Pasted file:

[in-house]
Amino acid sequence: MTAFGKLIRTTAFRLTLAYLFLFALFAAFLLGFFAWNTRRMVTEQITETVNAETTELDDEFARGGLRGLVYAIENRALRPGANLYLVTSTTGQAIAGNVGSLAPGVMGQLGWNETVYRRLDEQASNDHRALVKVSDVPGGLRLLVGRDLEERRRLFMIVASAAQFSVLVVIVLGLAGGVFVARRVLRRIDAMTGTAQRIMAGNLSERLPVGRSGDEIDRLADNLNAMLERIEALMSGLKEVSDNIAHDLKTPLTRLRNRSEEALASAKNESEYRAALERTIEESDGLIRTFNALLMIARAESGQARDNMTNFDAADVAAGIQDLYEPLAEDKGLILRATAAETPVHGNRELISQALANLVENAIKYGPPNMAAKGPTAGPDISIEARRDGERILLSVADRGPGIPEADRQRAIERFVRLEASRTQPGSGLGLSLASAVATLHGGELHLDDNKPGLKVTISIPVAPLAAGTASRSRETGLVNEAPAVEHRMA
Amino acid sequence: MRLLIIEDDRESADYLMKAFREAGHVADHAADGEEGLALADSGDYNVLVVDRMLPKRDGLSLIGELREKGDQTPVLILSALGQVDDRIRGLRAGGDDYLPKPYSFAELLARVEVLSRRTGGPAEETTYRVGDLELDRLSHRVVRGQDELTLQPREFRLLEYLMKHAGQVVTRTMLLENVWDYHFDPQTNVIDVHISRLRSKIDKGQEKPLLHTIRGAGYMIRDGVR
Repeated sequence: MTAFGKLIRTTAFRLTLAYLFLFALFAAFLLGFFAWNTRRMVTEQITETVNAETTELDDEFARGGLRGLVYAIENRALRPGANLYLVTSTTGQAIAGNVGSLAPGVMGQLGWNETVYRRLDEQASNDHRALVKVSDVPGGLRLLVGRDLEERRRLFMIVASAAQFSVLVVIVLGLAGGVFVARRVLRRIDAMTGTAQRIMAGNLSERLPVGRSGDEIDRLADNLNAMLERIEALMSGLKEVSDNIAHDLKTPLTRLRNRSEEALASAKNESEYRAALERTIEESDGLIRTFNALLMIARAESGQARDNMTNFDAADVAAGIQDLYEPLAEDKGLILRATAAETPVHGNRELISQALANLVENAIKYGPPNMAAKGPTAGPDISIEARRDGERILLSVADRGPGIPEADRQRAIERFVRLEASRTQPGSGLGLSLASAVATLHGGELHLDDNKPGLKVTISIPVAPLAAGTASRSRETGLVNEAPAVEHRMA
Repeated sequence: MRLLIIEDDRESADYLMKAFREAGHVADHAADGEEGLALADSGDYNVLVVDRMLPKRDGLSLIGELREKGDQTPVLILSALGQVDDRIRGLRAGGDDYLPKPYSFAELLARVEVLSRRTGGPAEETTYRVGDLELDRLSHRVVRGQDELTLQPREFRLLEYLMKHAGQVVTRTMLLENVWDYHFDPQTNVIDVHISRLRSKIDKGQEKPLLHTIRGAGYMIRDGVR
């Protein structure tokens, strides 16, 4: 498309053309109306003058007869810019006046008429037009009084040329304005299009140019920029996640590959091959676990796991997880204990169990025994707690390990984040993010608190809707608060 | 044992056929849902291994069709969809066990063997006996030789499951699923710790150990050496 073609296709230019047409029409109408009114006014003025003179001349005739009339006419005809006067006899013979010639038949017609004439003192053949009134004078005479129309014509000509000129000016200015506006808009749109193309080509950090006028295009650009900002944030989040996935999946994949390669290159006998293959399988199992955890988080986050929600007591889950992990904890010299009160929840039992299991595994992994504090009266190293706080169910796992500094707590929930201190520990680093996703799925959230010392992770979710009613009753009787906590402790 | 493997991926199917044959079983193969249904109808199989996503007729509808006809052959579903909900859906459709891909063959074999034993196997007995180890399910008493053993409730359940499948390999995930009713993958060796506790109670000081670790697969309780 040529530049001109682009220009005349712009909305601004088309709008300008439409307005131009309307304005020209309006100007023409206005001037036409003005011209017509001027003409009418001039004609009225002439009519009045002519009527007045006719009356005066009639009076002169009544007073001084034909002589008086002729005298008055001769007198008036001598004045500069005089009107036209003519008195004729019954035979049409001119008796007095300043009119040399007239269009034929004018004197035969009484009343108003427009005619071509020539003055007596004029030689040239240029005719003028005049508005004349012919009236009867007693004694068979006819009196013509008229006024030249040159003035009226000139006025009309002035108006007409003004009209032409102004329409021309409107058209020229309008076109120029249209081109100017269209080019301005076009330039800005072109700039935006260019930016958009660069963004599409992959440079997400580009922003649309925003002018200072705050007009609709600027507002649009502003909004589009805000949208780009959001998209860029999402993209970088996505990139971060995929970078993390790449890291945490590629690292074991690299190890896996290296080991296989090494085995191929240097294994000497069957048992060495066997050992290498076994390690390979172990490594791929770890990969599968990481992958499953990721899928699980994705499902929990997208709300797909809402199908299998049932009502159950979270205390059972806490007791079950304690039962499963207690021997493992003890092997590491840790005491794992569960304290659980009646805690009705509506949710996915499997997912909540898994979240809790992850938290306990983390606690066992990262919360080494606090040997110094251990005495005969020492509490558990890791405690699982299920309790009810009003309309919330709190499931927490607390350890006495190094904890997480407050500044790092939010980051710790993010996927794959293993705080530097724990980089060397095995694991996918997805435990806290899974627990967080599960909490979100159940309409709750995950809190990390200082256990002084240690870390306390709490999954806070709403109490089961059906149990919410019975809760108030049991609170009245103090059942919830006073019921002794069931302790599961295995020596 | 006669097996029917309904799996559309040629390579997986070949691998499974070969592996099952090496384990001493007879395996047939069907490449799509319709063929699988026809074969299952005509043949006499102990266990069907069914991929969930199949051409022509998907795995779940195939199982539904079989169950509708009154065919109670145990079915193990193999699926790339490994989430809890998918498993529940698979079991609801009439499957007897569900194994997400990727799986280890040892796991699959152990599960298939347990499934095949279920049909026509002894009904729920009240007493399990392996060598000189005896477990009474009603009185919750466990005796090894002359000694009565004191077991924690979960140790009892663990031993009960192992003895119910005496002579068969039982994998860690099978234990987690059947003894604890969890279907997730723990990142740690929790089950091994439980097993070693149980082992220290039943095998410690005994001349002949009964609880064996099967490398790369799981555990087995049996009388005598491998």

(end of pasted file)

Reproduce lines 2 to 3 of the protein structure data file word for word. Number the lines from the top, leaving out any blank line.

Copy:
Amino acid sequence: MTAFGKLIRTTAFRLTLAYLFLFALFAAFLLGFFAWNTRRMVTEQITETVNAETTELDDEFARGGLRGLVYAIENRALRPGANLYLVTSTTGQAIAGNVGSLAPGVMGQLGWNETVYRRLDEQASNDHRALVKVSDVPGGLRLLVGRDLEERRRLFMIVASAAQFSVLVVIVLGLAGGVFVARRVLRRIDAMTGTAQRIMAGNLSERLPVGRSGDEIDRLADNLNAMLERIEALMSGLKEVSDNIAHDLKTPLTRLRNRSEEALASAKNESEYRAALERTIEESDGLIRTFNALLMIARAESGQARDNMTNFDAADVAAGIQDLYEPLAEDKGLILRATAAETPVHGNRELISQALANLVENAIKYGPPNMAAKGPTAGPDISIEARRDGERILLSVADRGPGIPEADRQRAIERFVRLEASRTQPGSGLGLSLASAVATLHGGELHLDDNKPGLKVTISIPVAPLAAGTASRSRETGLVNEAPAVEHRMA
Amino acid sequence: MRLLIIEDDRESADYLMKAFREAGHVADHAADGEEGLALADSGDYNVLVVDRMLPKRDGLSLIGELREKGDQTPVLILSALGQVDDRIRGLRAGGDDYLPKPYSFAELLARVEVLSRRTGGPAEETTYRVGDLELDRLSHRVVRGQDELTLQPREFRLLEYLMKHAGQVVTRTMLLENVWDYHFDPQTNVIDVHISRLRSKIDKGQEKPLLHTIRGAGYMIRDGVR